St. Augustine

    • Address: 2428 Old Moultrie Rd., St. Augustine, FL 32086
    • Phone: 1-877-405-5867
    • Driving Directions: From I-95 N, take exit 298 to merge onto US-1 N toward St. Augustine. Turn left onto Lewis Point Rd, then turn right onto Old Moultrie Rd. The office is on the right, directly across the street from Hideaway Lake Dr.


    If your benefits application has been denied, or you need help appealing your disability benefits decision, simply fill out the quick contact form on this page today to schedule a consultation with our Social Security disability attorneys at no cost to you.


  • How long should I wait before applying for Social Security disability benefits?

    applying_for_ssIt can be difficult to know at what point you should attempt to claim disability benefits. The Social Security Administration (SSA) doesn't provide short-term disability payments, so claimants are expected to be out of work for 12 months or longer to qualify for benefits.

    However, it's usually better for disabled workers to apply for Social Security disability benefits as soon as possible, even if they're not sure if their injury will last more than a year.

    The Benefits of Applying for Social Security Disability Early

    Social Security disability claims can take several months or even a year to process, forcing disabled claimants to live on an extremely tight budget while they wait for a decision. The good news is that if benefits are approved, the SSA will issue a payment for each month you're disabled—including many of the months you were waiting for a decision. The SSA provides up to 12 months of past-due disability benefits, also known as back pay, in one lump sum payment.

    The amount of disability back pay you can receive depends on many different factors, including:

    • Date of application. Applicants are eligible to receive benefits back to their date of application, or even in the year prior to application if they were disabled for 12 months before claiming benefits.
    • Medical onset date. Some applicants will have a different established onset date (EOD) than the day they actually became disabled, known as the medical onset date (MOD). The medical onset date is the date your impairment first met the medical criteria for the SSA’s definition of disability.
    • Established onset date. The EOD is the date that the SSA acknowledges as the beginning date of your disability. Generally, it's the date determined after considering all of the medical and non-medical factors surrounding your disability. If your EOD is before your application date or before your approval for benefits was issued, you should be eligible to receive back pay.
    • Mandatory waiting period. The SSA has an automatic five full month waiting period after your EOD on all benefit applications. If you're approved, you'll receive benefits back to your eligible disability date, minus the waiting period. So for example, if your EOD is February 12, your benefits will start after the waiting period on August 1.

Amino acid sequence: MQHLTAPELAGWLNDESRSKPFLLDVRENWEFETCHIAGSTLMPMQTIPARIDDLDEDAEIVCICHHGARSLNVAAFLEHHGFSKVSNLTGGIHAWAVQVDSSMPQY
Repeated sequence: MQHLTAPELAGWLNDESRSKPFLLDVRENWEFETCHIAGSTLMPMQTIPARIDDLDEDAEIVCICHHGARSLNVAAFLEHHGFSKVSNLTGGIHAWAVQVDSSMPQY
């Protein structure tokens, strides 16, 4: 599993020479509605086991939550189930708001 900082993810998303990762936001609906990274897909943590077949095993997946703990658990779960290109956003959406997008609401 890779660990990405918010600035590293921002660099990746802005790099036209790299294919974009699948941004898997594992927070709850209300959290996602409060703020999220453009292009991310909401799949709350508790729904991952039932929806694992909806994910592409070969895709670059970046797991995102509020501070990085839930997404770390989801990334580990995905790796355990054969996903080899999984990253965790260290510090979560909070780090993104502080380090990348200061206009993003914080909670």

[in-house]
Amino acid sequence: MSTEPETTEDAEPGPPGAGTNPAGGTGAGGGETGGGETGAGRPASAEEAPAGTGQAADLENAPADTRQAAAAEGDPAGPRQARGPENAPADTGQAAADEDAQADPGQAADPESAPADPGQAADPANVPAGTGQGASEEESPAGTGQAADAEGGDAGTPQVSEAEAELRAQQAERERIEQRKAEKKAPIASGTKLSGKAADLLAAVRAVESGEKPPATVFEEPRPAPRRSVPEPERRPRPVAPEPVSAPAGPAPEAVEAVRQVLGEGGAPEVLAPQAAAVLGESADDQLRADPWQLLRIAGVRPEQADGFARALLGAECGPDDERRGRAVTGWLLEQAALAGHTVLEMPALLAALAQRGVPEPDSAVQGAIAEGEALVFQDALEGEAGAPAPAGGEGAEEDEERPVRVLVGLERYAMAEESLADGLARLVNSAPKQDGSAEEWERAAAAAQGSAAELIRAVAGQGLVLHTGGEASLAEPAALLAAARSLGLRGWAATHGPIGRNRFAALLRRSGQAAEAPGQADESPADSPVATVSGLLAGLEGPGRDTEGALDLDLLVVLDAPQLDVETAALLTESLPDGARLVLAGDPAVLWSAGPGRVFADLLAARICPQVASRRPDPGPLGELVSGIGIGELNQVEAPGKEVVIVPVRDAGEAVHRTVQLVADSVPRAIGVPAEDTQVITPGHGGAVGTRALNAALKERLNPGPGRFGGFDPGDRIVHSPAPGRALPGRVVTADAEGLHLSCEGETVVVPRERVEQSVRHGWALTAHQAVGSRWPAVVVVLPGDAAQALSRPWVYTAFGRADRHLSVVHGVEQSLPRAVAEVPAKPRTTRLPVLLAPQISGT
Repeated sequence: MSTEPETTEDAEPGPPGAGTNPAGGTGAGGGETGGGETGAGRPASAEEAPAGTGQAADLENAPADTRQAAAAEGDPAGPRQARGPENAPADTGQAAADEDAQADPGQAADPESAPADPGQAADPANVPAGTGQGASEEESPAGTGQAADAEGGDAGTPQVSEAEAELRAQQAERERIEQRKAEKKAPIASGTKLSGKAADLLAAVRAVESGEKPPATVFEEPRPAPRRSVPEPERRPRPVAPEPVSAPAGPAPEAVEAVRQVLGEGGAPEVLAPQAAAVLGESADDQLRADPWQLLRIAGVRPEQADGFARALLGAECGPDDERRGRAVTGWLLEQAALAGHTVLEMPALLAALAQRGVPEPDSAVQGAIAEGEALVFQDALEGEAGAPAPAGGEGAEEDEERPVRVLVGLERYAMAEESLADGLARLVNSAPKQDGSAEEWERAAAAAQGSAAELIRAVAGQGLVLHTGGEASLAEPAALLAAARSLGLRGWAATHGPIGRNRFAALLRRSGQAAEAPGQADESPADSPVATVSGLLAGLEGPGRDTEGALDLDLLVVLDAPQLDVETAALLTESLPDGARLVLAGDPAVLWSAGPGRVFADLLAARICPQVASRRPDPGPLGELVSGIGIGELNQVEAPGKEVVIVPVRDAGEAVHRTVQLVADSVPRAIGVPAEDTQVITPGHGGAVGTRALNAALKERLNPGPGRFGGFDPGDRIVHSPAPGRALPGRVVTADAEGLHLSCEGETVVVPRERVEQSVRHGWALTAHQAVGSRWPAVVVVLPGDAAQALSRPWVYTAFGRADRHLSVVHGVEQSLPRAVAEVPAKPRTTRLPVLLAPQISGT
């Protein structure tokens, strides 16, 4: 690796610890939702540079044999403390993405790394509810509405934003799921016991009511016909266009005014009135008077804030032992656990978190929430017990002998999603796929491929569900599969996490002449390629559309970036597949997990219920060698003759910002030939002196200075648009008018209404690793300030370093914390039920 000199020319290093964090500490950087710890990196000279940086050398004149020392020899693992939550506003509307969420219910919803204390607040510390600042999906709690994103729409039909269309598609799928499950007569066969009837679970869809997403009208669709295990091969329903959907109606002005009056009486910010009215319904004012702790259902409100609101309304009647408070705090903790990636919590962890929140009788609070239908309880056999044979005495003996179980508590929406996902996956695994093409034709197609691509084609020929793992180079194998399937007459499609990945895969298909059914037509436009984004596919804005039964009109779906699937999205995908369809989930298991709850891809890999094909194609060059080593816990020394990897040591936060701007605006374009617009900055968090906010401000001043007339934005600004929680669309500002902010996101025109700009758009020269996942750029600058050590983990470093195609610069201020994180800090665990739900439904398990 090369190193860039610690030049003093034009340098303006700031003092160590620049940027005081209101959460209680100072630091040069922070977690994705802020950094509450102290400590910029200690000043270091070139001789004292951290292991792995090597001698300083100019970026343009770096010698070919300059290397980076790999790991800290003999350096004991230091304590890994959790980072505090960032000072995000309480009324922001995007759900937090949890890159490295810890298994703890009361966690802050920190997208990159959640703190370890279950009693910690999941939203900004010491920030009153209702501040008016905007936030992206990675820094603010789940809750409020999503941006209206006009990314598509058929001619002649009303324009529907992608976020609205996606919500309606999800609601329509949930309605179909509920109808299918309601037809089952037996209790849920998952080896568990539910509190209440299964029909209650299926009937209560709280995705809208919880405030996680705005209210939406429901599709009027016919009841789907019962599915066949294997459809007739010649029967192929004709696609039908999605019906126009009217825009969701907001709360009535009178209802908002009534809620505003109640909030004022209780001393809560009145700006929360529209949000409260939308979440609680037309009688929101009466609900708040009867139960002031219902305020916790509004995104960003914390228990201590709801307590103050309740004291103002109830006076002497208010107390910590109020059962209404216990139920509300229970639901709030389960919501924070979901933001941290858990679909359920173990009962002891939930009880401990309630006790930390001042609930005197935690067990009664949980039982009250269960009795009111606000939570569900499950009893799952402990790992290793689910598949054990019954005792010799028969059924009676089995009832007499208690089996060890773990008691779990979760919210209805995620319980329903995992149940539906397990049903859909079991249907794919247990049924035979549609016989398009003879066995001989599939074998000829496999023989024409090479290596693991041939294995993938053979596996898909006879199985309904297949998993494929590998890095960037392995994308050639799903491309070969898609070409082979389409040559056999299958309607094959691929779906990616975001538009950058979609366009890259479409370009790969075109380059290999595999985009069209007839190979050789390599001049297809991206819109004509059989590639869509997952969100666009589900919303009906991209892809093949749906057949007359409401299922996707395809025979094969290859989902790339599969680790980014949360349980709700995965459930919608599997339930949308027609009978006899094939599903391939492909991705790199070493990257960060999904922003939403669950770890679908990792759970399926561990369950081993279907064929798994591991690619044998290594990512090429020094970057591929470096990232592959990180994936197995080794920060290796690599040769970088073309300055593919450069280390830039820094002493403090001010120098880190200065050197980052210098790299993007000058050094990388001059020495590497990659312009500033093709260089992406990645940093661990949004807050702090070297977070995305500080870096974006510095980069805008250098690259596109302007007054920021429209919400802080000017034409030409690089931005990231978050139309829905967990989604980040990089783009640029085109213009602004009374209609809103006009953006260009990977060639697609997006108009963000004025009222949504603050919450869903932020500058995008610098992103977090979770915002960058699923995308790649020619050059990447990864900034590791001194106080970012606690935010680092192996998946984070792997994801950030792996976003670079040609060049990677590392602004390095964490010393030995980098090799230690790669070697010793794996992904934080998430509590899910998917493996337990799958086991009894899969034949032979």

If you're unable to work and have paid into Social Security during your past employment, you may be eligible to receive disability benefits. Simply fill out the quick contact form on this page today to schedule a consultation with our Social Security attorneys at no cost to you.


  • How much does workers’ compensation pay while I am out of work?

    work comp claimOne of the most common concerns after a work injury is the amount of money an employee will receive in workers' compensation.

    However, wage payments are just one of many types of workers' compensation benefits that can offset the cost of an injury on the job.

    Payments Available Under
    the Florida Workers’ Compensation System

    The most important benefit offered under workers' compensation is full payment for all necessary medical bills related to the work injury.

    As long as the treatment is reasonable, the employer’s insurer should cover the full cost of doctor visits, lab testing, diagnostic testing, prescription medications, and rehabilitative therapies.

    Injured employees can also be reimbursed for out-of-pocket costs related to medical treatment, including mileage incurred while traveling to and from appointments, public transportation, and parking fees.

    In addition to medical coverage, workers' compensation provides payment for:

    • Wage replacement. Employees who are temporarily unable to work after an injury are eligible for weekly income replacement. The amount of these benefits is based on the employee’s average weekly wage (AWW), or your average earnings in the 13 weeks before your injury occurred.

      If you're completely unable to work, workers' compensation will pay you 66.67 percent of your AWW. If you're under a doctor’s work restrictions that your employer cannot accommodate, workers' compensation pays you 64 percent of your average weekly wage. These benefits are paid on a bi-weekly basis.
    • Disability benefits. If your injury reaches a point where it's no longer expected to improve and you're still limited in the work that you can do, workers' compensation may continue to provide partial or total disability payments indefinitely.